Home Business News The pound rises to more than two-month highs as inflation slows less than expected

The pound rises to more than two-month highs as inflation slows less than expected

22nd May 24 11:06 am

The British pound rose by 0.3% this morning against the US dollar shortly after 6:00 a.m. GMT, reaching further levels that we have not seen since last March 19 at 1.27513.

At the same time, the euro declines against the pound by the same percentage and also reaches the lowest levels since last March 11 at 0.85152.

The pound’s gains today came with a weaker-than-expected slowdown in inflation in Britain and the highest levels of public borrowing in a year, also exceeding expectations.

Although today’s inflation reading was not at expectations, it does not appear to have changed the markets’ hypothesis about the possibility of the Bank of England cutting interest rates for the first-time next June and the almost inevitable cut in August.

While monetary policy makers at the central bank have shown flexibility towards starting to cut rates this summer, especially with the progress made in combating inflation and the return of the unemployment rate to rise for three months in a row.

Also, continuing to keep rates high for a longer period may lead to excessive tightening due to the rise in rates and real bond yields, which will exacerbate the burden of financing costs, which limits the growth of economic activity and hinders the recovery of the housing market, which suffers from very high mortgage rates.

In today’s data, annual inflation had slowed to 2.3% in April from 3.2%, which was higher than expected at 2.1% according to the Office for National Statistics (ONS). Monthly inflation also grew faster than expected at 0.3%. With the exception of volatile food and energy items, core inflation also slowed less than expected to 3.9% from 4.2% on an annual basis.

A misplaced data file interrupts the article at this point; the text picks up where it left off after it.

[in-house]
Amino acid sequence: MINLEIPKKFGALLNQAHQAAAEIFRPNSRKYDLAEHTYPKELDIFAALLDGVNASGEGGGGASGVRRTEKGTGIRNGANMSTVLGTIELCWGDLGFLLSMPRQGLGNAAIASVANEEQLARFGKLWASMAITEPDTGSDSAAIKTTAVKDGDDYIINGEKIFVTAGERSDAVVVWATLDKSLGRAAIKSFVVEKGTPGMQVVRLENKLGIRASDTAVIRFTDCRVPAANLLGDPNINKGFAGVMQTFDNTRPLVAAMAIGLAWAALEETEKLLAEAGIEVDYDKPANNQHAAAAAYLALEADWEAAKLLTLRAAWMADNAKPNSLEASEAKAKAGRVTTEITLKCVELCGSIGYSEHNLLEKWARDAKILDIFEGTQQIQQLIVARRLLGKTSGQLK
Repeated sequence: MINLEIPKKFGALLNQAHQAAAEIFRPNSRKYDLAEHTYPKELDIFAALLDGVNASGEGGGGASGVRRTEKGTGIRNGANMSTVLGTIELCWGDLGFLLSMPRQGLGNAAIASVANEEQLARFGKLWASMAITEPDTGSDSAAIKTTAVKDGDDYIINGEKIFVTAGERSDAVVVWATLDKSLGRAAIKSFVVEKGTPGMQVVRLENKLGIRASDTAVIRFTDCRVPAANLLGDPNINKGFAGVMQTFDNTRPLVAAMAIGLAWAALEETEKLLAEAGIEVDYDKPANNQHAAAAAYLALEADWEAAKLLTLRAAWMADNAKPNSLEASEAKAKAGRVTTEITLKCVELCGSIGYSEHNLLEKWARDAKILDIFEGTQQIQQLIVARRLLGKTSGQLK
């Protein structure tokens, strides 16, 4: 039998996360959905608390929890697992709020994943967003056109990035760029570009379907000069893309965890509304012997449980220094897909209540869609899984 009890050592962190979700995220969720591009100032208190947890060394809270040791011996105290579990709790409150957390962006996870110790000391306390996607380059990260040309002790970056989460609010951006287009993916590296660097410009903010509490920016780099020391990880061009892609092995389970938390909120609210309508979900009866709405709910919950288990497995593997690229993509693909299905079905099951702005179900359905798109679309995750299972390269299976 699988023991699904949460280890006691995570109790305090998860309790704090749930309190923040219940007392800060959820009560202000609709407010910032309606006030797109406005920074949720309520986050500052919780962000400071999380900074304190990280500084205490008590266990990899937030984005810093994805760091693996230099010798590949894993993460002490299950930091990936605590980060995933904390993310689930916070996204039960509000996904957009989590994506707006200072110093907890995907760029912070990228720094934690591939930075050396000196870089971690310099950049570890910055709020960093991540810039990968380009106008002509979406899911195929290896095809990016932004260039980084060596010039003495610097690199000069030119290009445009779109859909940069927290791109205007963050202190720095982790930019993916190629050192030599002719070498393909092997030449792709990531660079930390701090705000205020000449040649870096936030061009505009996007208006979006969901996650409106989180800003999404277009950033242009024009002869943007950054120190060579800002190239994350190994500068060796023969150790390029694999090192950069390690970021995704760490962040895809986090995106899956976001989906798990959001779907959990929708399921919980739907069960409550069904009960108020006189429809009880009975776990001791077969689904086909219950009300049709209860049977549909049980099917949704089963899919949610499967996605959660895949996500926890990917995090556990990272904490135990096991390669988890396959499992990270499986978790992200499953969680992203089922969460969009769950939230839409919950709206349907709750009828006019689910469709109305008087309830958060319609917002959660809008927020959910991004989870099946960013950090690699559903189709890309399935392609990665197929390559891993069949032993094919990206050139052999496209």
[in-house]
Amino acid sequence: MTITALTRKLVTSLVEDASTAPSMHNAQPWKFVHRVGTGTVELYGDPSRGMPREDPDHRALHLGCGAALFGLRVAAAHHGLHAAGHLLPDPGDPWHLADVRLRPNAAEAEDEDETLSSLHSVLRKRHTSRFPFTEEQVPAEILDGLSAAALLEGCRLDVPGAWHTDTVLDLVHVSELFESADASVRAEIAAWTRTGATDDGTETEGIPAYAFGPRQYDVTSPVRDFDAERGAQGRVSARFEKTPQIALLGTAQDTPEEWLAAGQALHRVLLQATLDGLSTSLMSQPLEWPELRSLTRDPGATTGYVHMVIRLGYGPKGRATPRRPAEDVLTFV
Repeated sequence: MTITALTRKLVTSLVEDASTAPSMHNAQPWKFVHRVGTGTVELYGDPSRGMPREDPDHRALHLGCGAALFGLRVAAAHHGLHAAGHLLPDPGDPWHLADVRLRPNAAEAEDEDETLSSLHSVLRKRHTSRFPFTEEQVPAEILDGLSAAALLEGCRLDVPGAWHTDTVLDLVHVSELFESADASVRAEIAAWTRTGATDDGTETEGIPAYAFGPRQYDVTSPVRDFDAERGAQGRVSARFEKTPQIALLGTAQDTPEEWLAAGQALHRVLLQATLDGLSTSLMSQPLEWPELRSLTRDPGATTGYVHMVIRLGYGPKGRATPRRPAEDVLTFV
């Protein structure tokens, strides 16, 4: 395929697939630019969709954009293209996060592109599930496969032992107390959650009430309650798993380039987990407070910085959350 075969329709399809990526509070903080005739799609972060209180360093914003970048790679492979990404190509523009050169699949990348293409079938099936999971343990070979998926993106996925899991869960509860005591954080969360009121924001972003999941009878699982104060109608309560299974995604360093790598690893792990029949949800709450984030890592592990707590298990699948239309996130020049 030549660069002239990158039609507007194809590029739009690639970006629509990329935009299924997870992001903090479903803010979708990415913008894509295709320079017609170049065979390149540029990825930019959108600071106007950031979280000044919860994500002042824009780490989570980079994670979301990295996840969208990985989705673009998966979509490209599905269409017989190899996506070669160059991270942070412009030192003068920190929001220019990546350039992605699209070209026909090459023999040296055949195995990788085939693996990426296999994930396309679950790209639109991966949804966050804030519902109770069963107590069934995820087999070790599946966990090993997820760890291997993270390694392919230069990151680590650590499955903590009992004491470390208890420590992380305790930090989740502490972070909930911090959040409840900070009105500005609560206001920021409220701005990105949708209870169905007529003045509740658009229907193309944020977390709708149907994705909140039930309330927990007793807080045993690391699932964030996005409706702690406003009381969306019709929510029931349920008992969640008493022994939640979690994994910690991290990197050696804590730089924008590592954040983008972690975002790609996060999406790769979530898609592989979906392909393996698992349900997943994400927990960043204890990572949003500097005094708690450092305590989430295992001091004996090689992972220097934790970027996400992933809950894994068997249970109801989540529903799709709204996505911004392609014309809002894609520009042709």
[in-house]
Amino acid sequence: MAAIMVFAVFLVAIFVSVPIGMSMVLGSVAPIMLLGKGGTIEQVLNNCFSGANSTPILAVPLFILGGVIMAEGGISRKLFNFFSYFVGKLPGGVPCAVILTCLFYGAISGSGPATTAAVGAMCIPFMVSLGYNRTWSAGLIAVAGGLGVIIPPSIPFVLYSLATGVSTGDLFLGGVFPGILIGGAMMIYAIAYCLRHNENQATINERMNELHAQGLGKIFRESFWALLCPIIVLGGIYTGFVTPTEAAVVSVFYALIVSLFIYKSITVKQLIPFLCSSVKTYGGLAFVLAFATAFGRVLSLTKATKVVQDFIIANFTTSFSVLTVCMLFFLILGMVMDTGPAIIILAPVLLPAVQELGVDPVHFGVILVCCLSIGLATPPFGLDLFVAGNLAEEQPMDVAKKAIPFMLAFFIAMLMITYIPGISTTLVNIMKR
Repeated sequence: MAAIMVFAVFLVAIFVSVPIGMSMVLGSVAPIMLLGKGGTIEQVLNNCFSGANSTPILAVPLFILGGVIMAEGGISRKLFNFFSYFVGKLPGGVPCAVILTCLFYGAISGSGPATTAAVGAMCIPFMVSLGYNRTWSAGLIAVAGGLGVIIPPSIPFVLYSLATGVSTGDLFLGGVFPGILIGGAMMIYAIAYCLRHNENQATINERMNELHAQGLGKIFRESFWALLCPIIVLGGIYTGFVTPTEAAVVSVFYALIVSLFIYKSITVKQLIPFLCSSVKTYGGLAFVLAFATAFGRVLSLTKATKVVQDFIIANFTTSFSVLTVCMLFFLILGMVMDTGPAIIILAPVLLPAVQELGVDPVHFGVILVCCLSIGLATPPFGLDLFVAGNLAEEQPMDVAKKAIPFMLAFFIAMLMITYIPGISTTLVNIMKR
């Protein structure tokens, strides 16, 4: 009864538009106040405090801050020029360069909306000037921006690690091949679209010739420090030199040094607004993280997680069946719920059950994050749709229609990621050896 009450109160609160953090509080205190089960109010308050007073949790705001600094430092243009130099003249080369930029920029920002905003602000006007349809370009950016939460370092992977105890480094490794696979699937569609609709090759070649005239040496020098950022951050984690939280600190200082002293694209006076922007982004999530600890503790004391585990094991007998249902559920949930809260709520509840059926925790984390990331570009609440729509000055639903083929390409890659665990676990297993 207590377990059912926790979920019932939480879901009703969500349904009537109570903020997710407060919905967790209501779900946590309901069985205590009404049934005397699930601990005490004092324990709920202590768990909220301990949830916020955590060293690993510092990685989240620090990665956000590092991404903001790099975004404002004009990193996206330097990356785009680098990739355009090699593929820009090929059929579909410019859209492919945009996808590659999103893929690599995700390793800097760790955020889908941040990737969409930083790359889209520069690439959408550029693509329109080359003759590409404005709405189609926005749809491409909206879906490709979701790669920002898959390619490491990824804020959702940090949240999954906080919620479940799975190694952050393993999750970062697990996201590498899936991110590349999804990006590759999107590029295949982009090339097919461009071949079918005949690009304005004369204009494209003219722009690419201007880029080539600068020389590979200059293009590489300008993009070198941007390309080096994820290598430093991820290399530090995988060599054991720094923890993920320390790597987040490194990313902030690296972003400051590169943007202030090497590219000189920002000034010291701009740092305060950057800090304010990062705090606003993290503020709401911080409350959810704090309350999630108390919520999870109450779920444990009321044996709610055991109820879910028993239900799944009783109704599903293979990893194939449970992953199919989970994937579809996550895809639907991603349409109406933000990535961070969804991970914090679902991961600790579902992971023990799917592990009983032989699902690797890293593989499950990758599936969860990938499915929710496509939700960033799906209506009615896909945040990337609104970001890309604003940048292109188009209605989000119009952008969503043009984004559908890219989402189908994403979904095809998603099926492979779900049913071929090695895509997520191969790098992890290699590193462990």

While the down trend of prices for homes, gas and electricity, in addition to food, was what led to the slowdown in inflation, according to ONS.

In light of the April inflation reading, the real yield on ten-year government gilt has risen again to 1.937%, which is slightly below the highest levels since 2016.

The producer prices readings were mixed in April as input prices reversed the contraction in March to an unexpected growth of 0.6%, while factory gate prices grew by 0.2%, which was less than expected.

Net public borrowing also rose more than expected to the highest level in a year to 19.6 billion pounds in April, up from 12.1 billion in March. Government spending also rose to 111 billion pounds in April, an increase of 4.4 billion pounds over what it was in April of last year, with an increase in social benefit payments and spending on goods, services, and investment, in exchange for a decline in spending on subsidies with the cessation of energy subsidies.

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